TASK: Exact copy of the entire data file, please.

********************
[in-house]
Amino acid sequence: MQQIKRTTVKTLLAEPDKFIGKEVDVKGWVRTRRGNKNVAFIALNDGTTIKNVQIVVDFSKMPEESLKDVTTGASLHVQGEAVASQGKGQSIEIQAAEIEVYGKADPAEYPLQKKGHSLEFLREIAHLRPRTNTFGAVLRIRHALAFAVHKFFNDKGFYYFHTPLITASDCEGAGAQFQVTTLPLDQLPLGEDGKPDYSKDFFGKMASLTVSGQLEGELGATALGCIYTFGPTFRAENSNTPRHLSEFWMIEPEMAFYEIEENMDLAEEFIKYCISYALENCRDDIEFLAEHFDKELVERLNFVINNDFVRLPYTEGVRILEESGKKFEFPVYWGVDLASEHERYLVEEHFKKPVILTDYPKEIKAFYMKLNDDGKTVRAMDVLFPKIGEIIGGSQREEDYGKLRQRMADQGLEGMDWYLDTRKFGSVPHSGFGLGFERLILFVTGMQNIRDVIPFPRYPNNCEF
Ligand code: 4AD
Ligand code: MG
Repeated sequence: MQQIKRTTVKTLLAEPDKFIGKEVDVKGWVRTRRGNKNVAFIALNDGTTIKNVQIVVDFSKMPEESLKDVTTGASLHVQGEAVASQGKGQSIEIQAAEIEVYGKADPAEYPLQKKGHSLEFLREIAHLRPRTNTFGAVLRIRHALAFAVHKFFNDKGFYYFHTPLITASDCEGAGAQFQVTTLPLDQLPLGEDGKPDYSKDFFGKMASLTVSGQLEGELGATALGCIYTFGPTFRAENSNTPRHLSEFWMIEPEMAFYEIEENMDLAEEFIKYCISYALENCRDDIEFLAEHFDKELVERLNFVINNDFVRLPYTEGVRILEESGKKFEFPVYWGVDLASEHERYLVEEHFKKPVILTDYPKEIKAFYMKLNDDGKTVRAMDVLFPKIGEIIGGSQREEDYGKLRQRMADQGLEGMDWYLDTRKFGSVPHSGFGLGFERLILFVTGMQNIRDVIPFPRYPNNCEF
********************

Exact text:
[in-house]
Amino acid sequence: MQQIKRTTVKTLLAEPDKFIGKEVDVKGWVRTRRGNKNVAFIALNDGTTIKNVQIVVDFSKMPEESLKDVTTGASLHVQGEAVASQGKGQSIEIQAAEIEVYGKADPAEYPLQKKGHSLEFLREIAHLRPRTNTFGAVLRIRHALAFAVHKFFNDKGFYYFHTPLITASDCEGAGAQFQVTTLPLDQLPLGEDGKPDYSKDFFGKMASLTVSGQLEGELGATALGCIYTFGPTFRAENSNTPRHLSEFWMIEPEMAFYEIEENMDLAEEFIKYCISYALENCRDDIEFLAEHFDKELVERLNFVINNDFVRLPYTEGVRILEESGKKFEFPVYWGVDLASEHERYLVEEHFKKPVILTDYPKEIKAFYMKLNDDGKTVRAMDVLFPKIGEIIGGSQREEDYGKLRQRMADQGLEGMDWYLDTRKFGSVPHSGFGLGFERLILFVTGMQNIRDVIPFPRYPNNCEF
Ligand code: 4AD
Ligand code: MG
Repeated sequence: MQQIKRTTVKTLLAEPDKFIGKEVDVKGWVRTRRGNKNVAFIALNDGTTIKNVQIVVDFSKMPEESLKDVTTGASLHVQGEAVASQGKGQSIEIQAAEIEVYGKADPAEYPLQKKGHSLEFLREIAHLRPRTNTFGAVLRIRHALAFAVHKFFNDKGFYYFHTPLITASDCEGAGAQFQVTTLPLDQLPLGEDGKPDYSKDFFGKMASLTVSGQLEGELGATALGCIYTFGPTFRAENSNTPRHLSEFWMIEPEMAFYEIEENMDLAEEFIKYCISYALENCRDDIEFLAEHFDKELVERLNFVINNDFVRLPYTEGVRILEESGKKFEFPVYWGVDLASEHERYLVEEHFKKPVILTDYPKEIKAFYMKLNDDGKTVRAMDVLFPKIGEIIGGSQREEDYGKLRQRMADQGLEGMDWYLDTRKFGSVPHSGFGLGFERLILFVTGMQNIRDVIPFPRYPNNCEF